The HHI website (hhi.org) has a video to show how to create a drip irrigation system. It teaches families and farmers how to grow vegetables during their dry season. The video shows gardeners how to place drip lines on raised gardening beds to ensure that each plant receives sufficient water. The gardeners are encouraged to use materials they already have available in their communities along with items supplied by HHI. Buckets or barrels placed on a raised stand are connected to the drip lines on the raised beds. A hole is drilled into the bottom of the bucket and connectors are used to secure the drip lines. Various groups help to provide the connectors to gardeners in each area. A cloth over the top of the bucket filters material that may clog the lines from the water. One raised bed can produce enough food to feed a family of five to seven people during the dry season. Extra beds can produce food available to sell at the market or to help sustain other community members.

HHI has worked with people in Haiti since 2013 through sustainable agricultural workshops. During the first workshop, 75 farmers learned how to turn a rocky field into raised planting beds with a compost trench and drip irrigation.

The HHI team has shared many stories of success that can be found on the website.

  • In May of 2011, HHI staff and volunteers traveled to Kayenta, AZ to teach the lifesaving skills of survival gardening and food preservation to families of the Navajo Nation. The “hands-on” workshop taught the use of a drip irrigation kit, composting and seed transplanting.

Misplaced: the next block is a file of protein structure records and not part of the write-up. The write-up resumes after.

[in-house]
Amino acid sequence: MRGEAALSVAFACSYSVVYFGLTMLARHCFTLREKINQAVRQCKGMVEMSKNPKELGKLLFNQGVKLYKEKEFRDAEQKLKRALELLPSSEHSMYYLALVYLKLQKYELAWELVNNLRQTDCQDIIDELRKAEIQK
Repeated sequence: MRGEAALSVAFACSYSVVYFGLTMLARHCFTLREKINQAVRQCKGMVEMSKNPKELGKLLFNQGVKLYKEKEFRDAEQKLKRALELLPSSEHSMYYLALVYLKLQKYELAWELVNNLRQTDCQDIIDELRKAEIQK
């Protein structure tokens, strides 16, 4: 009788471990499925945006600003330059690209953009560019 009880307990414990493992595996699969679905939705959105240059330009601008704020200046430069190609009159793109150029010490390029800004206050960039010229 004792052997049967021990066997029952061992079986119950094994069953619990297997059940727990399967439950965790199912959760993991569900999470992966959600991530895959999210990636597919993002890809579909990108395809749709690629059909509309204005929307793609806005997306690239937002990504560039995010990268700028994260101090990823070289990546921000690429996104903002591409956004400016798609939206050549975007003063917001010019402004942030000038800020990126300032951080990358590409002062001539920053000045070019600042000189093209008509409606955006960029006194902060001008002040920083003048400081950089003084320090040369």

• In 2002, Malawi was suffering from years of famine and a growing AIDS epidemic. Orphaned children were dying of disease and starvation and the livestock and crops were decimated. HHI’s Agricultural Director, David Goolsby, traveled to the country to train local farmers in survival gardening techniques. As he taught them he encouraged them to go out and train other farmers in these same techniques. From that initial trip grew a first-of-its-kind operation in Africa. David eventually spent seven months helping more than 200 local workers build the Madalitso (Blessings) Food Plant. The plant turns corn and soybean crops grown by the local farmers into VitaMeal, a vitamin fortified flour that is purchased by Feed the Children and Nourish the Children.